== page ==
Discovered SPI too late.


New Member
I would like to start off with a big thank you to everybody on this forum, everybody seems to be so willing to help each other out and the way you conduct yourselves even if you disagree is very professional and much appreciated. is the story. I am trying to rebuild an old suburban to pull the bass boat and car trailer. Always wanted to try to paint a car / truck so I thought I would start on the inside first since nobody would see it anyway. Couple of guys at work who paint cars on the side are willing to help when it comes to the outside. Went to local store and talked to them about what I would need to do in order to apply some type of primer and then Lizard Skin. Truck has minimal rust in right front footwell. Bought a spray can of self etch primer and some seam sealer. Washed out the floor with Dawn and water, sanded out the surface rust, sprayed the self etch then applied the seam sealer. Then the guys at work told me about SPI (what they use) and this forum. You can imagine how I now feel (whoops).

Now I have the SPI epoxy, activator, W&G remover and some reducer. Ready to start over. Took truck to car wash and pressure washed the inside, then cleaned with Dawn and water, then wiped down with W&G remover. I have tried to remove all the self etch by sanding the entire area where it was used to bare metal, now I am concerned about areas where I cant get it all out, like where the sheet metal is lapped and spot welded, corners and crevices etc...what else should I do before applying the epoxy? What will happen to the epoxy if some self etch is present? Should I spray something else? If so, then what and does SPI have it? For the remainder of the inside can I scuff with 180 and spray the epoxy or dose it have to be bare metal with 80 grit?

Thanking you in advance for any and all advise.


Combo Man
Well it depends on how nice you want it, but it sounds like as an older tow rig, it might not really be that critical. If you have to have it right, you need to sandblast any areas that can't be sanded, but if it were mine, I'd probably just clean it up and shoot it. The epoxy could possibly lift or not adhere well where the self-etch went down, though.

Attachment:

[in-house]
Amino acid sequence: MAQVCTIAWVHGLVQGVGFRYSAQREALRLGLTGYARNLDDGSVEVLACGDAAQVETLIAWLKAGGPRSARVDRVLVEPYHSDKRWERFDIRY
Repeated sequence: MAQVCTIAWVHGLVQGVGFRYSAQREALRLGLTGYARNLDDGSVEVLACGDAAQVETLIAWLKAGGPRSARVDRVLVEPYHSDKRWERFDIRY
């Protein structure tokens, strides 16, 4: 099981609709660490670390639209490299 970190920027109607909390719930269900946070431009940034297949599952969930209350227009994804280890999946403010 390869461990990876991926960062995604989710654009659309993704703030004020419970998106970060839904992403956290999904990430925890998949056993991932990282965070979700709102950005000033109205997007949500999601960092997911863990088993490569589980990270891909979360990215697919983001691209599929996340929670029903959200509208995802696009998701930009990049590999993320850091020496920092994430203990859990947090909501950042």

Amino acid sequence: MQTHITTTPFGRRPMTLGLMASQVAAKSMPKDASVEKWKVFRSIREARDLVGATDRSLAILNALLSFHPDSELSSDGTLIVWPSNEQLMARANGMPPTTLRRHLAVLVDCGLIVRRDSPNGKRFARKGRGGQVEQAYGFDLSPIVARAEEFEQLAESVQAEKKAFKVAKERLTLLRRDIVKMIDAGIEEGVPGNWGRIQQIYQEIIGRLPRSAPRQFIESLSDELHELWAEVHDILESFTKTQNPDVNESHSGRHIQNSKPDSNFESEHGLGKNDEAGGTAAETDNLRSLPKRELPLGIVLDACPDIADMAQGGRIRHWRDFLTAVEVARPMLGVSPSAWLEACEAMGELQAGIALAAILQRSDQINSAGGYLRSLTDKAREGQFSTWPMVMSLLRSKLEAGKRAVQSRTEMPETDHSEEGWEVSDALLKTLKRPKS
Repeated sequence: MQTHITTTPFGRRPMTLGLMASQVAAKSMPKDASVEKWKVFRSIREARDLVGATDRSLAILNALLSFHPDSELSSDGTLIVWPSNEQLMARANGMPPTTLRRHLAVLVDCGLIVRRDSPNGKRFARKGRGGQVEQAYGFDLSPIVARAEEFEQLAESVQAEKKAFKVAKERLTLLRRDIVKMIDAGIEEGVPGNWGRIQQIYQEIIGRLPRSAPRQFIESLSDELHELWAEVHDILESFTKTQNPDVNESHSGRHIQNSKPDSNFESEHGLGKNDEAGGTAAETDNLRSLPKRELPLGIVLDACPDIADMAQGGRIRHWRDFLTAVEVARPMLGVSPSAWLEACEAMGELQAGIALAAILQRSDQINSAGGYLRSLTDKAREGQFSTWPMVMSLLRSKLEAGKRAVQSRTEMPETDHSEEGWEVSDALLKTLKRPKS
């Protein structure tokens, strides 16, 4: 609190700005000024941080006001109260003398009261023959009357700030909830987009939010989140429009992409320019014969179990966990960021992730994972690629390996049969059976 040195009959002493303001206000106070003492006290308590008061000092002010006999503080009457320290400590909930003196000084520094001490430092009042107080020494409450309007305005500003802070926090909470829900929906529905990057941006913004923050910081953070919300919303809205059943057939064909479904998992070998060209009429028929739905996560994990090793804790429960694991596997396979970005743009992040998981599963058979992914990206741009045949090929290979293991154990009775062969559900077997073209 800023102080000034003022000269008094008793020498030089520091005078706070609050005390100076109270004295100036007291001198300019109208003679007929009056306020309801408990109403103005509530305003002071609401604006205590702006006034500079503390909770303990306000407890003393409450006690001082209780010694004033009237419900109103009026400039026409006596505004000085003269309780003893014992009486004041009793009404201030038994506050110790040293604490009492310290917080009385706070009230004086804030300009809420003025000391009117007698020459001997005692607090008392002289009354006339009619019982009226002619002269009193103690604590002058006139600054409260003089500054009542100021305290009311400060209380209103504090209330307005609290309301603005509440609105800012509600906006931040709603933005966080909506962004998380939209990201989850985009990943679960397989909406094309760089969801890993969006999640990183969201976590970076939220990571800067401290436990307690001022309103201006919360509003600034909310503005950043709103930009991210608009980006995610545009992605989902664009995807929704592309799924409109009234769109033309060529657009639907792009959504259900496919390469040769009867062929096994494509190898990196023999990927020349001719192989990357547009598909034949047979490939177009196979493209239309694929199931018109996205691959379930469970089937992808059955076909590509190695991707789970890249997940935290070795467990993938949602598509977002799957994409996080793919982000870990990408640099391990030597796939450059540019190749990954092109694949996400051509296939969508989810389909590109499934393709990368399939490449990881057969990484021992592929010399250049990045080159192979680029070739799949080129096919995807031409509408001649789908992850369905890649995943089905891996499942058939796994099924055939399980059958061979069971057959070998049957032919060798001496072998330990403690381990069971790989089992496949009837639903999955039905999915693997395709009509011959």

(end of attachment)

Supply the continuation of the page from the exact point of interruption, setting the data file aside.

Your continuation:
SPI does not have anything to go on top of rattle can etch primer.


New Member
Thanks for the reply, and the options. Just starting this and it will be a slow process. I am about 90 - 95% positive i have gotten it all out, just getting skittish I guess. I will let you guys know what I decide to do and how it turns out.

Thanks again
Youd be suprised at just what the epoxy will adhere to vs what it wont.
Im starting to get the feeling that as long as you make a best effort it seems to adhere to almost anything, LOL... Like crashtech said, Id just go for it as well with what you already done. If you see it starting to "wrinkle", then its not agreeing with your self etch. Dont spray it too heavy at first.


Mopar Nut
I sprayed my Coronet with an undercoating gun and Aircraft Stripper then power washed it (several times) before starting the cleaning process to paint it with the epoxy primer.


evil painter